- Virtual Private Server (VPS): a VPS is like a shared server, but your share of it has more dedicated resources available to it. This is great for people who are more tech-savy and know the basics of system administration.
- Dedicated: a dedicated server is the most powerful account you can typically get (unless you have a custom one as part of a special plan), where you get an actual whole server that supports only your website. These accounts are for large corporations and enterprise businesses that require lots of bells and whistles.
- Managed: a very popular type of hosting service for WordPress websites, managed accounts take away your access to a technical hosting panel, but automate a lot of the processes so the user can only do what is absolutely necessary from a front-end interface. This is for any kind of business that doesn’t have an IT team or technical professional with whom they work. It can be very practical and offer lots of cool features like one-click staging websites, but it takes away the ability to customize the server, would you want to.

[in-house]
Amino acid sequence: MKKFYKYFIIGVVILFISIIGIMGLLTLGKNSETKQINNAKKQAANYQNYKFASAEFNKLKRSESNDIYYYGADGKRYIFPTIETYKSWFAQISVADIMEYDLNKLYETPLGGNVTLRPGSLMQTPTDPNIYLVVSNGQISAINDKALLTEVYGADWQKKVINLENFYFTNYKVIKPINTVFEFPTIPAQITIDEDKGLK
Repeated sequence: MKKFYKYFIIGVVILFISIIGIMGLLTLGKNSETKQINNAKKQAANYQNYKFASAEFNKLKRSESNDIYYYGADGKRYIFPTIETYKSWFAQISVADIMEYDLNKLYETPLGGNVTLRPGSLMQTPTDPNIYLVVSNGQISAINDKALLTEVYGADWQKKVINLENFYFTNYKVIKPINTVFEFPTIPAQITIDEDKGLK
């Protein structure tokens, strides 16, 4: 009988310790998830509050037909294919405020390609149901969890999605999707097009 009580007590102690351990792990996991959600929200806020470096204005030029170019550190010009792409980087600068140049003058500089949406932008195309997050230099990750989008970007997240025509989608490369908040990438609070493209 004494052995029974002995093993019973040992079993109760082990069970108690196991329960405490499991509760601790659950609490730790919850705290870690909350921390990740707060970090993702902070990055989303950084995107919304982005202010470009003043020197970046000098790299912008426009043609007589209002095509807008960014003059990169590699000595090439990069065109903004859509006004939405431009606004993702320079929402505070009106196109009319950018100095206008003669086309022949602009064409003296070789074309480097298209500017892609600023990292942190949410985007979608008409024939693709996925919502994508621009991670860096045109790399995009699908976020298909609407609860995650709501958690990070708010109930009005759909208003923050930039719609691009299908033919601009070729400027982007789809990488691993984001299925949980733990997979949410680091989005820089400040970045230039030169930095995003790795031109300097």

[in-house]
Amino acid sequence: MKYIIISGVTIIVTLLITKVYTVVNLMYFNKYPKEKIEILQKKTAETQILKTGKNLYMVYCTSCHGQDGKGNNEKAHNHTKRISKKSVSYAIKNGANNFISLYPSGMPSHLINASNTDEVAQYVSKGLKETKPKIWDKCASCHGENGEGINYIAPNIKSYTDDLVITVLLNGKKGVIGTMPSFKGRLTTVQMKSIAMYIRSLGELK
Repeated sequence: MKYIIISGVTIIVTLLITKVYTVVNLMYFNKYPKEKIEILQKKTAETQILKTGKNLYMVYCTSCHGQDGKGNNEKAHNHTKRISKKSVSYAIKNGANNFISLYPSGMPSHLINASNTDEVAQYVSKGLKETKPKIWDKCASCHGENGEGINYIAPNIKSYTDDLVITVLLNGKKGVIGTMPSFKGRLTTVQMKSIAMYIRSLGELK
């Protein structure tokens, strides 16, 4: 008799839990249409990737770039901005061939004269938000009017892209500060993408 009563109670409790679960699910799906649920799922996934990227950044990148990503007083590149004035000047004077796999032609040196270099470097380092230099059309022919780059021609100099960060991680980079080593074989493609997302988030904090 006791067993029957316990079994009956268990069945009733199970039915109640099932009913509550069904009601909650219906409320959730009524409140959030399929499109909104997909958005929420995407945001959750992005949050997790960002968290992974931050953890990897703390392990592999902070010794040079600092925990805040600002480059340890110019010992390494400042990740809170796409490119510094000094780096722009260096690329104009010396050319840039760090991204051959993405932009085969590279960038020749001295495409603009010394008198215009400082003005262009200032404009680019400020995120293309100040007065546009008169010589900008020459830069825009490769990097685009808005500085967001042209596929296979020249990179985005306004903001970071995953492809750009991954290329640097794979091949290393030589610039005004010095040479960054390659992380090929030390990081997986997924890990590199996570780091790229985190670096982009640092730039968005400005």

In order to choose the best option for your business, you’ll need to assess what your goals and main priorities are.
Once you do, you’ll need to install a fresh version of WordPress, which should be done via Installatron or Softaculous, or however the hosting provider offers the WordPress setup process. Most hosts have a one-click install option. If they don’t you might want to reconsider your hosting decision once again.
Step 2) Back Up Your WordPress Website
Back Up the Files
The first step is to download your website files. For this, you’ll need one of two things. You can use either your hosting panel’s File Manager or an FTP client like FileZilla. You should be able to find your FTP credentials within your hosting account details, and use them to connect to the server.